Lady Franklin personally commissioned a further expedition. The schooner Fox, bought by public subscription and commanded by Francis McClintock, set sail from Aberdeen in August 1857. In May 1859 a sledge party sent out from the Fox found a cairn containing a piece of paper bearing two messages from the Franklin mission. The first was dated 28th May 1847. It noted that Franklin’s ships Erebus and Terror had been stuck in ice off Beechey Island in the winter of 1845/6 and icebound again the following winter off King William Island. That first note ended “Sir John Franklin commanding the Expedition. All well.“. The second note, written in the margins of the first had an altogether more chilling message. Dated 25th April 1848 it reported that the two ships had been stuck in the ice for a year and a half. Twenty four of the officers and crew had died, including Franklin himself on 11th June 1847, and the ships had been abandoned three days earlier. The survivors planned to set out on foot the following day heading south towards the Back River.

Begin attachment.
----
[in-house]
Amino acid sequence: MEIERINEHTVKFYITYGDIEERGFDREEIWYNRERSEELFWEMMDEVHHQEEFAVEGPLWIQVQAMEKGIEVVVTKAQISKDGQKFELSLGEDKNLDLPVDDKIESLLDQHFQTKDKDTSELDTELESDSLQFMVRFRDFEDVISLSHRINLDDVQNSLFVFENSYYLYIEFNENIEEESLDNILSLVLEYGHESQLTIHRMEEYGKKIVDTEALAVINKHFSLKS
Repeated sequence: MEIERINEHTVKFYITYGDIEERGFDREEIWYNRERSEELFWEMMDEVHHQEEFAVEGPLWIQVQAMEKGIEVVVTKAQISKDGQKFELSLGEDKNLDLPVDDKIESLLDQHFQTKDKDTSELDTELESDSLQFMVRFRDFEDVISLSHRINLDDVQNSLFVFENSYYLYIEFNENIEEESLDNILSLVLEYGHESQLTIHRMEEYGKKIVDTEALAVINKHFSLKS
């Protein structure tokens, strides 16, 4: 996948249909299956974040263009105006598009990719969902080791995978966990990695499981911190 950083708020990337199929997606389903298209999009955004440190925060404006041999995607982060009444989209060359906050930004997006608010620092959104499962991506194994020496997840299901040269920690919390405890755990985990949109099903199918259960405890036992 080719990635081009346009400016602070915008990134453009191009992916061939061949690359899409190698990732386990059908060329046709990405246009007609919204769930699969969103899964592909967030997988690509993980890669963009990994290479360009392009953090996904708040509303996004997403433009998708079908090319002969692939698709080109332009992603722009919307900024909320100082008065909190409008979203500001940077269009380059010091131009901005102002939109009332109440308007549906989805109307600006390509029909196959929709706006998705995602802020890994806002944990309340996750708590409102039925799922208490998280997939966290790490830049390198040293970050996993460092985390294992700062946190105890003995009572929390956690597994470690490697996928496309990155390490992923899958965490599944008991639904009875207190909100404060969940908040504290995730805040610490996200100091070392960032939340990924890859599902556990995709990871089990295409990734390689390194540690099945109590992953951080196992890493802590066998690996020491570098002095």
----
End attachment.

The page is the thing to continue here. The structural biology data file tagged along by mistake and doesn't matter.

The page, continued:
Lord Franklin - renbourn

Pentangle’s version of Lady Franklin’s Lament is called simply Lord Franklin. At first it seems to tell of a sailor who dreams about the Franklin expedition and its hardships. The last verse, though, is told from the perspective of the grieving Lady Franklin.

And now my burden it gives me pain
For my long lost Franklin I’d cross the main
Ten thousand pounds I would freely give
To say on earth that my Franklin do live